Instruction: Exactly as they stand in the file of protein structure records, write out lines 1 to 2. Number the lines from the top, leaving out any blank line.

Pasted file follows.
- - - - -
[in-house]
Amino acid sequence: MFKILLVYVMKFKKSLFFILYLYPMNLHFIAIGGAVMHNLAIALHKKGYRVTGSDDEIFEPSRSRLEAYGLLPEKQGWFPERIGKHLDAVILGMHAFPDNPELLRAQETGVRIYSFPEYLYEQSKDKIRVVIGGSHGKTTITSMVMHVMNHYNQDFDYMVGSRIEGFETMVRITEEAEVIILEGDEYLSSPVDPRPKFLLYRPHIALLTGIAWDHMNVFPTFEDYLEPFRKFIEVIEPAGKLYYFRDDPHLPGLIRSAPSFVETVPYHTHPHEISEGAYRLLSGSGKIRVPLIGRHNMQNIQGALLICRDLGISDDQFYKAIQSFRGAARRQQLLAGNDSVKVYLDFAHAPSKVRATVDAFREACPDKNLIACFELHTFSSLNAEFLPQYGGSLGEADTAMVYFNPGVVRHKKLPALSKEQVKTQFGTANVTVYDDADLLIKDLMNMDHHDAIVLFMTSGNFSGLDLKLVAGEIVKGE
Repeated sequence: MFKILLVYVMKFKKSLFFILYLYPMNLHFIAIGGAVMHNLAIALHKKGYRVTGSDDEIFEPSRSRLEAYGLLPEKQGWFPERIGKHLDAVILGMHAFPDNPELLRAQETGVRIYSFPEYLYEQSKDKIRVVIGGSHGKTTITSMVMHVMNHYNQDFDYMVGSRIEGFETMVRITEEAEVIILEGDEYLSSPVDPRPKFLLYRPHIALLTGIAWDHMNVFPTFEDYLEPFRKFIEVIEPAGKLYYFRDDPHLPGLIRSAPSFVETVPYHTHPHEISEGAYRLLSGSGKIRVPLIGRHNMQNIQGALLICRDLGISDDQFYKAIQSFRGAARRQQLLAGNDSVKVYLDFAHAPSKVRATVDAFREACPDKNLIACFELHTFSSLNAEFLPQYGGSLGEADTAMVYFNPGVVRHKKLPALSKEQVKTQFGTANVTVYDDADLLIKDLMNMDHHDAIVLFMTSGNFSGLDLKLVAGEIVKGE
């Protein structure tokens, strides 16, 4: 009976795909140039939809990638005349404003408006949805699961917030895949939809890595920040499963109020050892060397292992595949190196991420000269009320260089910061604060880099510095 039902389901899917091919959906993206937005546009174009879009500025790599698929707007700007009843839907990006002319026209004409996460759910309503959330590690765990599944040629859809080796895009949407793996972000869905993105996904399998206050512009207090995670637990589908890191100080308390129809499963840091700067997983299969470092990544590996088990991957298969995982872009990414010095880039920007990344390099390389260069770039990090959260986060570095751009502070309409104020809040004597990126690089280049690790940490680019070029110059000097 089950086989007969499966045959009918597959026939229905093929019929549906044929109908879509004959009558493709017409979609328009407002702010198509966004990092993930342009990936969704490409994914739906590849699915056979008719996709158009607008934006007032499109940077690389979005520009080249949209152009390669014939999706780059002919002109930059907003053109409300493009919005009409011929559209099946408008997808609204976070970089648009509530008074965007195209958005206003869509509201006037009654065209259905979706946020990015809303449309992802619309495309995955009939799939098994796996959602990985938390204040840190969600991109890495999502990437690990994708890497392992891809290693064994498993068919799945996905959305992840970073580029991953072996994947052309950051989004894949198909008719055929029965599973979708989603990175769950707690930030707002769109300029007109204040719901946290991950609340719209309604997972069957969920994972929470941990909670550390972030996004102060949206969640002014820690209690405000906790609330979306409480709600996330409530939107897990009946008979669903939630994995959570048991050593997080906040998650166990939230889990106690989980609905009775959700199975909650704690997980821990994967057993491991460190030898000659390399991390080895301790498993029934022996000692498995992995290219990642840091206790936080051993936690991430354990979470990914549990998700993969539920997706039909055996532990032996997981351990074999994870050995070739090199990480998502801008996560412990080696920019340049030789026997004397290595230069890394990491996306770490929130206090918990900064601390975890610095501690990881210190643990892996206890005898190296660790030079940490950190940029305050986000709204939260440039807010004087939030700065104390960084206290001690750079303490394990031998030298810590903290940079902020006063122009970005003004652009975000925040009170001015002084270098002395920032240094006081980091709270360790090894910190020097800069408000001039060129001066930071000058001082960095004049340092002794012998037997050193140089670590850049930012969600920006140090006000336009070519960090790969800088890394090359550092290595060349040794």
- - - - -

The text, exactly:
[in-house]
Amino acid sequence: MFKILLVYVMKFKKSLFFILYLYPMNLHFIAIGGAVMHNLAIALHKKGYRVTGSDDEIFEPSRSRLEAYGLLPEKQGWFPERIGKHLDAVILGMHAFPDNPELLRAQETGVRIYSFPEYLYEQSKDKIRVVIGGSHGKTTITSMVMHVMNHYNQDFDYMVGSRIEGFETMVRITEEAEVIILEGDEYLSSPVDPRPKFLLYRPHIALLTGIAWDHMNVFPTFEDYLEPFRKFIEVIEPAGKLYYFRDDPHLPGLIRSAPSFVETVPYHTHPHEISEGAYRLLSGSGKIRVPLIGRHNMQNIQGALLICRDLGISDDQFYKAIQSFRGAARRQQLLAGNDSVKVYLDFAHAPSKVRATVDAFREACPDKNLIACFELHTFSSLNAEFLPQYGGSLGEADTAMVYFNPGVVRHKKLPALSKEQVKTQFGTANVTVYDDADLLIKDLMNMDHHDAIVLFMTSGNFSGLDLKLVAGEIVKGE